The Friedman Brothers: Forerunners of SCTV, Release Comic Collection

The sons of writer/comic genius Bruce J. Friedman and model/writer/acting coach Ginger Howard, Josh Alan and Drew Friedman were raised in the artistic bowels of New York City. Josh Alan, a longtime contributor to the Dallas Observer, has a long and varied career as a writer and musician. He first appeared in Screw magazine, and eventually became the editor. Many of his pieces for Screw were gathered for his first book, Tales of Times Square (1986).

Friedman has gone on to publish several acclaimed works, most notably Black Cracker, an "autobiographical novel" looking back at what it was like to be the only white child in an all-black Long Island elementary school prior to the Civil Rights Movement and integration, Tell the Truth Until They Bleed (2008), a fabulous collection of Friedman's music journalism, and When Sex Was Dirty (2005). He also wrote extensively for National Lampoon and served as managing editor of High Times (1983).

The Friedman brothers joined forces in 1978 and began producing comic strips about second-tier celebrities like Wayne Newton, Ernest Borgnine, Tor Johnson, and the Three Stooges' Shemp Howard for Heavy Metal and Screw.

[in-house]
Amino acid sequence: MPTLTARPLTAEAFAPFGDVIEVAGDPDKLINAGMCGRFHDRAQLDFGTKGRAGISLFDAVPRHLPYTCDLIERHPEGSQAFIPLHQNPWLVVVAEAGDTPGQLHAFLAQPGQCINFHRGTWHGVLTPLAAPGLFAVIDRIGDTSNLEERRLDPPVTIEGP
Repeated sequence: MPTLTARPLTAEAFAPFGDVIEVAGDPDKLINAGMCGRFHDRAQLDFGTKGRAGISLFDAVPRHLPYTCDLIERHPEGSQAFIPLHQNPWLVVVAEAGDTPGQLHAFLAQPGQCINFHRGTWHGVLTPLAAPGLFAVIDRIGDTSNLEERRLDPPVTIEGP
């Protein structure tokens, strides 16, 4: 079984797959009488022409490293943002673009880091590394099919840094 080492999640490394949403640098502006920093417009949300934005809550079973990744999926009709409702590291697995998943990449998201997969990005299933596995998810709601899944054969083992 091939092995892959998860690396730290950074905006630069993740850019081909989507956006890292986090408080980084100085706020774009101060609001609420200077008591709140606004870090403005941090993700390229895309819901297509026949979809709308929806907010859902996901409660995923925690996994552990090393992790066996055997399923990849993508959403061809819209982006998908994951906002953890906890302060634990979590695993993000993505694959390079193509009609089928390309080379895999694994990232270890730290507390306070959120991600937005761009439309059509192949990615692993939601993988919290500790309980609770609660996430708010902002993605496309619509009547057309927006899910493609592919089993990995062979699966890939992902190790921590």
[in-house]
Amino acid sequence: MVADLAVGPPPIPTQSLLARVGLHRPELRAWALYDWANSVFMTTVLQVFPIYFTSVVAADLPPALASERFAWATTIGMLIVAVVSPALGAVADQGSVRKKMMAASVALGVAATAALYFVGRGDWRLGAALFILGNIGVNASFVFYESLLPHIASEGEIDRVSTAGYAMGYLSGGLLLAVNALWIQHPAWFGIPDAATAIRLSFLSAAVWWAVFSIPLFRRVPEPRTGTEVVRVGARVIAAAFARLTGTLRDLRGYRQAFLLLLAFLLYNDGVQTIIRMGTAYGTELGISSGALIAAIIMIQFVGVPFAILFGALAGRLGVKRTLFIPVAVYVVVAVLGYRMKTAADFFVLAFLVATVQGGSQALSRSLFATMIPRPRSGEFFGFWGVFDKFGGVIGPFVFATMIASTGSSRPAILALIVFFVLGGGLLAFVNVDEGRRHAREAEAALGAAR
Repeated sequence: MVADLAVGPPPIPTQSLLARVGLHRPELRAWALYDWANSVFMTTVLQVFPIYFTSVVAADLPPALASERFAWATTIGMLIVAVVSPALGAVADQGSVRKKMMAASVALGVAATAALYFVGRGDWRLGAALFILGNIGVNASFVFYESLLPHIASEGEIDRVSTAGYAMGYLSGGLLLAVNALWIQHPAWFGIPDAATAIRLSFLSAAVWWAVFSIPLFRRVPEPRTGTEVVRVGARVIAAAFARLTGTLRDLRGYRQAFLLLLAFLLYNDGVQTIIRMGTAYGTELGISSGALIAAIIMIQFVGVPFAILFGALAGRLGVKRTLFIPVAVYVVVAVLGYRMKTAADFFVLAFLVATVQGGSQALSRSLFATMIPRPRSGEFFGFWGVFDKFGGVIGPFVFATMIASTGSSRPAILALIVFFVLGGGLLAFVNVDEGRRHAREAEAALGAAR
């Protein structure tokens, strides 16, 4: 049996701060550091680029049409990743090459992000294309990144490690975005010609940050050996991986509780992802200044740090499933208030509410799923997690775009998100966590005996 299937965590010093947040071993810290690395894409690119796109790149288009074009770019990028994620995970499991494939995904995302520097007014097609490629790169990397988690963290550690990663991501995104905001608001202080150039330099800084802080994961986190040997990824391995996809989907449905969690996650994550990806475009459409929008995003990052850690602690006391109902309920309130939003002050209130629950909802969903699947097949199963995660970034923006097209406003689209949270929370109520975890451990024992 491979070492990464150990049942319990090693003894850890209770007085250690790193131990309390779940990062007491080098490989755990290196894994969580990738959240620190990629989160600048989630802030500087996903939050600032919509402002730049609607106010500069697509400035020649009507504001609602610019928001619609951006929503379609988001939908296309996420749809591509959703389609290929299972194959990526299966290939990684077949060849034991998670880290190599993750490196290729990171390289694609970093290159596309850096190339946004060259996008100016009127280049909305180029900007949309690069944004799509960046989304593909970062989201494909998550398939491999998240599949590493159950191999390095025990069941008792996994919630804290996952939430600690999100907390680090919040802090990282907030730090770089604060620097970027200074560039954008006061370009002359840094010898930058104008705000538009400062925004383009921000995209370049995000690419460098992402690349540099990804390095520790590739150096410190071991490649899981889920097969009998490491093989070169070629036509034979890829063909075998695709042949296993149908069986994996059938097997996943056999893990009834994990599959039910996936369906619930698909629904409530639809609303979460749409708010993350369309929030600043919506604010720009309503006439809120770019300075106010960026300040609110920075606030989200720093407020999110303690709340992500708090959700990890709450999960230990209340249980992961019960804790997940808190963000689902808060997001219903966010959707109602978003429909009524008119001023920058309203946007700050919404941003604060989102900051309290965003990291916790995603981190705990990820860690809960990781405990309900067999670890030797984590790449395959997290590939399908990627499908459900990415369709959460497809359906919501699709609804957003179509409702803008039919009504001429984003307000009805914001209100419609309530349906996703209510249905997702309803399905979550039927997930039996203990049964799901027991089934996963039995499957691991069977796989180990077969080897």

They would go on to place strips in National Lampoon, High Times, and RAW. Their success and influence led to the following description from Wikipedia: "The Friedman Bros. became the most-feared names in satirical cartooning. Their comics had a discernible influence on SCTV."

In 1986, Fantagraphic Books published Any Similarity To Persons Living or Dead Is Purely Coincidental, a collection of the Friedman brothers' work from 1979-1985. Fantagraphic has just released the fifth edition of the volume with new material selected by both brothers.

We caught up with Josh Alan Friedman, who resides in Dallas, in New York City.

Art Attack: What was the impetus for putting the book out again?